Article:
As a technical matter, there were two big challenges in writing this book. One was simply keeping it short. For 10-and-a-half weeks in New York City, you could not let this book be over 100,000 words because the story was, in fact, a sliver of Trotsky's life. You can only attract a reader’s patience for so long. The other involved chronology. What made Trotsky's 10 weeks in New York interesting was what happened before and after. His relationships New York City with other Russians and Americans had gravitas because they were in context with things that happened earlier.
For instance, Trotsky shared an office in Lower Manhattan with a man named Nicolai Bukharin. Bukharin was a follower of Lenin, a Bolshevik. This, for Trotsky, made him something of a rival. Trotsky was a Menshevik and a critic of Lenin. To make sense of their interactions during those weeks, it was necessary to explain, for instance, why did Bolsheviks dislike Mensheviks? What was the backstory in Russia and Europe that made the events in New York meaningful?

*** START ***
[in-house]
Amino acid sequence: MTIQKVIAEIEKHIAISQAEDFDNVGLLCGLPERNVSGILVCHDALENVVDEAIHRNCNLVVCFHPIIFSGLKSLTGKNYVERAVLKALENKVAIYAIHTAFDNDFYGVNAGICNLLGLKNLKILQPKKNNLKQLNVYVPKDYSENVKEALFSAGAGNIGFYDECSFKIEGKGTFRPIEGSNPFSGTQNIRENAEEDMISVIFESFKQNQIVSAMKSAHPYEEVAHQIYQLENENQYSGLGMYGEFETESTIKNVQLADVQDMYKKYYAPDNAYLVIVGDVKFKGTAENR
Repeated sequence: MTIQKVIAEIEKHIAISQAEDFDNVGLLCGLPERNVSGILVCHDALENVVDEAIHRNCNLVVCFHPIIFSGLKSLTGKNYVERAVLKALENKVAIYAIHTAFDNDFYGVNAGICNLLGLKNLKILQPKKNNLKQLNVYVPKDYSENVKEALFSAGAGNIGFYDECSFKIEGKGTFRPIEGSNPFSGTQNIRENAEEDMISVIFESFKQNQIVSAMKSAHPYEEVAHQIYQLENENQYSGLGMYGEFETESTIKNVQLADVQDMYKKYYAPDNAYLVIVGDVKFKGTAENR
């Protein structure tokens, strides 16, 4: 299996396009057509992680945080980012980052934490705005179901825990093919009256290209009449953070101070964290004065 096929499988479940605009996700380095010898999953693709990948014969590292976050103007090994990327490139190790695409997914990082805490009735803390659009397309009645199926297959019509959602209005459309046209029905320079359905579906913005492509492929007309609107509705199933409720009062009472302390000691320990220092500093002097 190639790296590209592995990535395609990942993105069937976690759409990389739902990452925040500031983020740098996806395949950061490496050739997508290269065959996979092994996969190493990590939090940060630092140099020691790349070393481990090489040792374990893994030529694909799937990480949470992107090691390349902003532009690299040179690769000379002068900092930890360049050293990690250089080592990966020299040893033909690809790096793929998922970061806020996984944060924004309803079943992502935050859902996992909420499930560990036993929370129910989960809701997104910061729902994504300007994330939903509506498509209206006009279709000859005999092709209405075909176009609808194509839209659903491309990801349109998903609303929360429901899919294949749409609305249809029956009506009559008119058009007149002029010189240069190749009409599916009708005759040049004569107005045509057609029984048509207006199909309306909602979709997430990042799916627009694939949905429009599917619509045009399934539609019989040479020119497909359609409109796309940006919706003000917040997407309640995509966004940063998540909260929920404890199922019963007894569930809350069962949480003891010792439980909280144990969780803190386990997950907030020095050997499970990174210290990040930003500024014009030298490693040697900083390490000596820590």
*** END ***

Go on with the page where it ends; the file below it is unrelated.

The Trotsky-Bukharin relationship also carried poignancy because of what would happen over the next 20 years. Bukharin and Trotsky would become rivals back in Russia after the revolution. Bukharin would emerge as a top advisor to Josef Stalin, the man who ultimately killed Trotsky, and Bukharin would die very tragically himself at Stalin’s orders in one of the show trials of the 1930s.
Almost every character had a past and a future that was necessary to explain why their relatively brief interaction in New York was important. To bring all of that backstory into the four corners of the book without interrupting the flow of the front story was very challenging to me as a writer.